Saturday, September 24, 2011

A 1937 Congressional Resolution

Earlier this month, Republican Congressman Joe Walsh introduced a resolution to recommend the extension of Israeli sovereignty to sections of Judea and Samaria, which I blogged.

This was not a unique involvement by an American elected representative.  Back in 1937, New York Senator Roger Copeland, Democrat, protested the British suggested partition as reported by the JTA on August 12, 1937:-

Copeland Introduces Senate Resolution Protesting Partition

This, after denouncing earlier reports in May, calling it 'impracticable'

Senator Royal S. Copeland, attacking reported plans to partition or cantonize Palestine, declared tonight that "its utter impracticability would be apparent even to the writer of the craziest fairy tales."...Recalling the United States-Great Britain treaty on Palestine, Mr. Copeland spoke of Americans' "national responsibilities" to support the Jewish homeland.

In his August remarks, he condemned the partition proposals of Palestine as "outrageous" and introduced a resolution asking for the Senate's "forthright indication of unwillingness to accept modification in the Mandate without Senate consent."  He was supported by Senator William H. King, (Dem. Utah) who condemned Partition by declaring that Britain was "dishonoring pledges and violating the Balfour Declaration" and that this was a "perfidious policy.  King, who visited Mandate Palestine in 1925, had sent a cable to the British Parliament protesting the "unjust and cruel measure" that was partition.  Interestingly, he said this action was warranted "by all Christians."  In 1939, he again sought Congress intervention to protect Jewish rights in Palestine.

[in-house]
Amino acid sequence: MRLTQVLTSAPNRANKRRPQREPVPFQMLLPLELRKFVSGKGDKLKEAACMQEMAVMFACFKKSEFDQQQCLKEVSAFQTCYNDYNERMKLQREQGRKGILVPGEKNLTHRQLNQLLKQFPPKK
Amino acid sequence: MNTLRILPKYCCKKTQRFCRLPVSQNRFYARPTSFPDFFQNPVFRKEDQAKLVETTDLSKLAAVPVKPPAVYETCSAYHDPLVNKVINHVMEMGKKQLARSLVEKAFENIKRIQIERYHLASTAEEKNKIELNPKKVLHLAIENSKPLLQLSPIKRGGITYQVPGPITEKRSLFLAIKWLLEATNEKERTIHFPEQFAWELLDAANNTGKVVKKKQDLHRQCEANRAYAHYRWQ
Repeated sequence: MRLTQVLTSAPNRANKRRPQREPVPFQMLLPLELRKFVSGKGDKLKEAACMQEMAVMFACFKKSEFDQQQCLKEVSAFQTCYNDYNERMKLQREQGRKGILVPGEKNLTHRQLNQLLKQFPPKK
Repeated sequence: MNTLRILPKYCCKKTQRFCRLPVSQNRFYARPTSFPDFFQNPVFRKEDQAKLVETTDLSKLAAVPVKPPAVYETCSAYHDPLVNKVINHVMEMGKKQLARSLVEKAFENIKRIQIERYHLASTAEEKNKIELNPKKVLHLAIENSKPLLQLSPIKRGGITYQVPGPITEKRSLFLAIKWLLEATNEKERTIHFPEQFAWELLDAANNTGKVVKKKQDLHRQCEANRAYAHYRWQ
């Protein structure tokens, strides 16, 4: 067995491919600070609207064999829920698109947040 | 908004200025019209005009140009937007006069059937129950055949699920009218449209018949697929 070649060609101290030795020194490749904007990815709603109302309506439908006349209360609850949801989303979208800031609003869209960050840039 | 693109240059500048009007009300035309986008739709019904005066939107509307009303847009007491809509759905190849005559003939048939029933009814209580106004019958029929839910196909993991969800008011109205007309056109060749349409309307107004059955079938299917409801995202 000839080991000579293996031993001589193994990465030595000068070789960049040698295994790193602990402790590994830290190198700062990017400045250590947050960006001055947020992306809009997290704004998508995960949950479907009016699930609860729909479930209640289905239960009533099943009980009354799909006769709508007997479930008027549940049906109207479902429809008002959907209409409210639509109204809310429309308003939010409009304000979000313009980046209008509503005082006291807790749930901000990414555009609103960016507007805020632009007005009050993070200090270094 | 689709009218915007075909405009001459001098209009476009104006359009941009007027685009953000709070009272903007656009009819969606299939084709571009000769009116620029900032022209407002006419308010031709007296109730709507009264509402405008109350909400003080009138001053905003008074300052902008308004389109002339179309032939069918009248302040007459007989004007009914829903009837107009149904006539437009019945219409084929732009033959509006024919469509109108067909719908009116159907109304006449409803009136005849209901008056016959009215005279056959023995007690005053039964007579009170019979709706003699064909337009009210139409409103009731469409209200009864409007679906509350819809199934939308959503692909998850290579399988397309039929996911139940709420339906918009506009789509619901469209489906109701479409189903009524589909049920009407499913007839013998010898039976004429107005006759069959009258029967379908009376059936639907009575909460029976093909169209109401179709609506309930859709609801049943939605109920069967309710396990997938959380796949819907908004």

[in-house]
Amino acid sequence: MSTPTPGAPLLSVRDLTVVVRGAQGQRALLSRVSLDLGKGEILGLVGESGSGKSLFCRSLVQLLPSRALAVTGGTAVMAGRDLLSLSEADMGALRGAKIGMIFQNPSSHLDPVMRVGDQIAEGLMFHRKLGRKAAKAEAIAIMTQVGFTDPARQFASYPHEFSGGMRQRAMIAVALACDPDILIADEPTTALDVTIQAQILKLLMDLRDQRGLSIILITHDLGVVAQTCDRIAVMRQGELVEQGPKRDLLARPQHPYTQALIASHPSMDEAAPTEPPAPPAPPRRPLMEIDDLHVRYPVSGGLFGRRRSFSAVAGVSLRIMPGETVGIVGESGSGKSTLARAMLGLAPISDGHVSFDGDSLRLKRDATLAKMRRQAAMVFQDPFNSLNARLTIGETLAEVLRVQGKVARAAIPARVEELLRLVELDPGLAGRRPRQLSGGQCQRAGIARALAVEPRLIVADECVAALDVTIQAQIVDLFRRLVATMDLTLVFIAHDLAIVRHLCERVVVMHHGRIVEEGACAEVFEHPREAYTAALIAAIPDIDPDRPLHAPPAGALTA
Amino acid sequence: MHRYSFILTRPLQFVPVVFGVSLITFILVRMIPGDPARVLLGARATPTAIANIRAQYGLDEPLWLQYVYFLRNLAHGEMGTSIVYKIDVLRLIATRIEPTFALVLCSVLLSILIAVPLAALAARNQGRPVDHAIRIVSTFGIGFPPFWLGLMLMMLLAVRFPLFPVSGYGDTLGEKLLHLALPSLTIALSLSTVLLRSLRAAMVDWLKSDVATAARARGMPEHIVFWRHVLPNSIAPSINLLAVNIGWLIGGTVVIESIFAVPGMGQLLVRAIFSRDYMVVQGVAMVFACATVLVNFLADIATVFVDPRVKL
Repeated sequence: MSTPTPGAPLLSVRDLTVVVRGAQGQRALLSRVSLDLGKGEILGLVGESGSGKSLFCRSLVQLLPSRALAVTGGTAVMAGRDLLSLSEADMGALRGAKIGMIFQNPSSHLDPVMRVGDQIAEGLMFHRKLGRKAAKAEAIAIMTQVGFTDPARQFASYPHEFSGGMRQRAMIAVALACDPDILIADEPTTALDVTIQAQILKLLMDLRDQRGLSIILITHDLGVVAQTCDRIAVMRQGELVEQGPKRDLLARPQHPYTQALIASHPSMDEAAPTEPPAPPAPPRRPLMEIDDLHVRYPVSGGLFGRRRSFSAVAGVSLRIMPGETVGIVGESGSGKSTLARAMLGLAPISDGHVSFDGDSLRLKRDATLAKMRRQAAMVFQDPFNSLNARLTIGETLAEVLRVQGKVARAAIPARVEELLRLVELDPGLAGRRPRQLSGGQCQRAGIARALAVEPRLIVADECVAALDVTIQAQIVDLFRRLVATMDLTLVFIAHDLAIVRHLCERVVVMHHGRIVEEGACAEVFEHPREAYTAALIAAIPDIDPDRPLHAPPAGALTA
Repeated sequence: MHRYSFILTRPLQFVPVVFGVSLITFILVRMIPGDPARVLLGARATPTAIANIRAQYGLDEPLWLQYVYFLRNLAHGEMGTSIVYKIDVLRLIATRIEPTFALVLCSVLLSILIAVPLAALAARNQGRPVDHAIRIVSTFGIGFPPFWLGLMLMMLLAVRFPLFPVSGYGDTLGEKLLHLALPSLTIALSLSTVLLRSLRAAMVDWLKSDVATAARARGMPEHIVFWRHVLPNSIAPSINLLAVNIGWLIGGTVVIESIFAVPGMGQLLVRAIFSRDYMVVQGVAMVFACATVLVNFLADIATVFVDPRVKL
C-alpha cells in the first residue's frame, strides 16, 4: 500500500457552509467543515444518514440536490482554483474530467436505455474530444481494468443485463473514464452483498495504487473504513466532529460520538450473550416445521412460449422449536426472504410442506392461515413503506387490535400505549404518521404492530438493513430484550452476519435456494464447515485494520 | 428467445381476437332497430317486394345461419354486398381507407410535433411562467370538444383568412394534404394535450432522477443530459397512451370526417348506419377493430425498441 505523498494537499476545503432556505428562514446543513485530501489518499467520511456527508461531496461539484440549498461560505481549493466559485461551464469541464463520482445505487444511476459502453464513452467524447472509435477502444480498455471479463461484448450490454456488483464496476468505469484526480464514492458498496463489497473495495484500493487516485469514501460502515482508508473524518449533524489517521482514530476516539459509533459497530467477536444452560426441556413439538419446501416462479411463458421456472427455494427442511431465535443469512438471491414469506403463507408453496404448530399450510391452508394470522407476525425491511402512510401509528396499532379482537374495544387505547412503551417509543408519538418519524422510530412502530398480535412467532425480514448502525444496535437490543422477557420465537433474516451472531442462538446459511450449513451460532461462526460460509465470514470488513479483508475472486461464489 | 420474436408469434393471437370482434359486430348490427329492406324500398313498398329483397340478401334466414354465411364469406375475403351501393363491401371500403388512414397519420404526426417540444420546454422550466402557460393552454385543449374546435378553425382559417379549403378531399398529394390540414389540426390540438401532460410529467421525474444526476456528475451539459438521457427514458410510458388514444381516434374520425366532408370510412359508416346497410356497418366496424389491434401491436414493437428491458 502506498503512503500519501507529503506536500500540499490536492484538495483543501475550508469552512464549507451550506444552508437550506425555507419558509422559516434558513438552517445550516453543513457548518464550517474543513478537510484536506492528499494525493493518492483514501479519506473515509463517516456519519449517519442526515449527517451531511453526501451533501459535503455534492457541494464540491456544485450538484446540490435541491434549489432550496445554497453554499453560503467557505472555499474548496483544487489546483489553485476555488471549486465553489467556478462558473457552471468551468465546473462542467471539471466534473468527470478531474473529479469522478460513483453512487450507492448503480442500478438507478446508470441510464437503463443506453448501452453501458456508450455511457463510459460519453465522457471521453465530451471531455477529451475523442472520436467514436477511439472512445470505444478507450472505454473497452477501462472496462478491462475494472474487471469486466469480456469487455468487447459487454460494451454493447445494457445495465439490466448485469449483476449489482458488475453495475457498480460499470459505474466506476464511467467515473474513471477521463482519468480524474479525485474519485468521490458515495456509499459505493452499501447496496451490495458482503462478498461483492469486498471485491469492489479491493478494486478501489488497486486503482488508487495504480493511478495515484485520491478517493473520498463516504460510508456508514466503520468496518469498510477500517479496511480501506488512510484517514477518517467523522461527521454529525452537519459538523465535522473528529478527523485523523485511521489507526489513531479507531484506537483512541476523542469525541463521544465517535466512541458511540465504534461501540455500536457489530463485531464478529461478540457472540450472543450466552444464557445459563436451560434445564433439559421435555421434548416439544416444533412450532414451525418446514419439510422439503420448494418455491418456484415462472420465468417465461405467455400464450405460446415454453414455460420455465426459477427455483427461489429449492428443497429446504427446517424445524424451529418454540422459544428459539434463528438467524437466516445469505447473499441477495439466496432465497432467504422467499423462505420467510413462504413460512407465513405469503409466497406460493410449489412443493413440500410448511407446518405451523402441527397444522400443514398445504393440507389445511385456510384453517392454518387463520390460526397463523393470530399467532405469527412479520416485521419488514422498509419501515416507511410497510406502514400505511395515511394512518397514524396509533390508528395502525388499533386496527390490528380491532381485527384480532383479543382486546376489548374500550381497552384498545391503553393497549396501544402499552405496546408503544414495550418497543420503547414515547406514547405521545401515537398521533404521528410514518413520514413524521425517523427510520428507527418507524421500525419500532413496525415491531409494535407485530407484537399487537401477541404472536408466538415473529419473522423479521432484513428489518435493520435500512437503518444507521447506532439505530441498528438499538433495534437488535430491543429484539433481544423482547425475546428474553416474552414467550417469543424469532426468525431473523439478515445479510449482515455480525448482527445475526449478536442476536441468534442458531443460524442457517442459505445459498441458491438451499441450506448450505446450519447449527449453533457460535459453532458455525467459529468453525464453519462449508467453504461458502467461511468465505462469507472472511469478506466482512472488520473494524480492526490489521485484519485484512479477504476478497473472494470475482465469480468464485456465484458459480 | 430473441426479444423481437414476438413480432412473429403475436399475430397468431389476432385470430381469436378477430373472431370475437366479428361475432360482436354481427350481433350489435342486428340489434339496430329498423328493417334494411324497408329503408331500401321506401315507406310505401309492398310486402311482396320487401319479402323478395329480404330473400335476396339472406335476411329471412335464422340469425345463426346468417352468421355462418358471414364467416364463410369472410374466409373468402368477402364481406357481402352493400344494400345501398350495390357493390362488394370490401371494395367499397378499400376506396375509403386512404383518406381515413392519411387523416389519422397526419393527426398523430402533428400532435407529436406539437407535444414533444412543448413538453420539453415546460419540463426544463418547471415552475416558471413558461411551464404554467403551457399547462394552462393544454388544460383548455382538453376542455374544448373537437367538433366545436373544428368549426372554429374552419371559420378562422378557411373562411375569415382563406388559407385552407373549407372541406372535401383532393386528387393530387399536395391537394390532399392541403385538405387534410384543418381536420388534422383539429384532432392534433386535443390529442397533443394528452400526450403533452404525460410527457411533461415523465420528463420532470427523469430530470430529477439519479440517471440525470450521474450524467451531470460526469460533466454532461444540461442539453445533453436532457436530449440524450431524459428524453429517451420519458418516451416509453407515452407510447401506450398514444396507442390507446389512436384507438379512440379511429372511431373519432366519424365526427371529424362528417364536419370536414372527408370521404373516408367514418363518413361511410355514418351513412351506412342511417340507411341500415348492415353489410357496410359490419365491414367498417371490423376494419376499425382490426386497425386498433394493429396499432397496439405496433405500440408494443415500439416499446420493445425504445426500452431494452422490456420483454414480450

Copeland was of the opinion that the territory allotted the Jews by the partition was insufficient to maintain even a small number of Jews.  The etablishment of a small Jewish state

might result in a war between the Jews and Arabs.

And most relevant to those concerned about legal issues, Copeland said Great Britain had not done its duty and pointed to

Article 7 of the British-American Treaty which stipulates that all changes in the Mandate must be approved by the United States....England was absolutely disregarding this country

The Senate should not sit idly by while

England made a scrap of paper of the treaty.

So, there has been a long history of action by members of Congress and the Senate championing the internationally legal rights of the Jewish people in and to its national home.

And we salute those continuing that tradition.


1 comment:

Anonymous said...

Of particular note.

1) The fact there was at least some support for Jews' right to the land of Israel pre-holocaust.

2) Any dividing of the land was/is in strict contravention to the mandate and then the San Remo accords. It is simply illegal according to international law.

In fact, th U.N. did not have nor carries the authority now to divide the land.

Middle Eastern focused blog:

My israel focused blog will go up soon.